Anxiety Disorders and
Major Thought Disorders
CASSANDRA F. NEWKIRK
Anxiety is often experienced as a normal emotion of everyday life because as Kaplan and Sadock (2002) state, anxiety is an alerting signal warning of impending danger that serves as an adaptive function to allow one to get out of harm's way. Pathological anxiety exists when the response to a situation is inappropriate in intensity and duration. Kaplan and Sadock describe anxiety as an awareness of physiological sensations such as palpitations, sweating, and awareness of being nervous. The anxiety causes cognitive changes such that a person has difficulty thinking and learning new information because of a sense of confusion.
The American Psychiatric Association Diagnostic and Statistical Manual of Mental Disorders (2000) lists the following anxiety disorders: panic disorder, with and without agoraphobia, agoraphobia, specific phobia, social phobia, obsessivecompulsive disorder, post-traumatic stress disorder, acute stress disorder, generalized anxiety disorder, substance-induced anxiety disorder, anxiety disorder secondary to a medical condition and anxiety disorder not otherwise specified. Anxiety disorders may be difficult to distinguish from other major mental disorders, as anxiety can be associated with several diagnostic categories such as schizophrenia and depression. Anxiety may also be induced by medical conditions such as certain inflammatory diseases, or it may be an adverse reaction to medications.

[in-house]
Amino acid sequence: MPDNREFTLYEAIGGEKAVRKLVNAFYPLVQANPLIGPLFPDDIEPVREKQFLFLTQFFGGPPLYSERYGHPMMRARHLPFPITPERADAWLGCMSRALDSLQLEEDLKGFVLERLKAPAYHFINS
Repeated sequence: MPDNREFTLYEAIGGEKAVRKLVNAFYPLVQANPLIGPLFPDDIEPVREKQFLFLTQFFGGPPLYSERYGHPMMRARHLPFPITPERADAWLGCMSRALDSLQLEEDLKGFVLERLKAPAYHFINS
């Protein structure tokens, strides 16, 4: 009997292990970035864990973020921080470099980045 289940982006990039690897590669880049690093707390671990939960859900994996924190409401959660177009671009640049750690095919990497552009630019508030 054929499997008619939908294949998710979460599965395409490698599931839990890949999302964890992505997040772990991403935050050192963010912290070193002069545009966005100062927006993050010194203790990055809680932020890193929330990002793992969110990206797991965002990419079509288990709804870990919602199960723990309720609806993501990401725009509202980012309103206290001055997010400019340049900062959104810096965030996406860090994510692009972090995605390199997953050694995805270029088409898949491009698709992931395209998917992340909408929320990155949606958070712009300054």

Several surveys have estimated the prevalence of anxiety disorders in the population, and women are affected by them more than men. The National Institute of Mental Health's Epidemiologic Catchment Area study showed that anxiety disorders had the highest overall prevalence rate among the mental disorders with a lifetime prevalence of 14.6 percent (Mendlowicz and Stein 2000). The National Comorbidity Study showed that women have a lifetime prevalence rate of 30.5 percent compared to 19.2 percent for men (Kaplan and Sadock 2002). Esti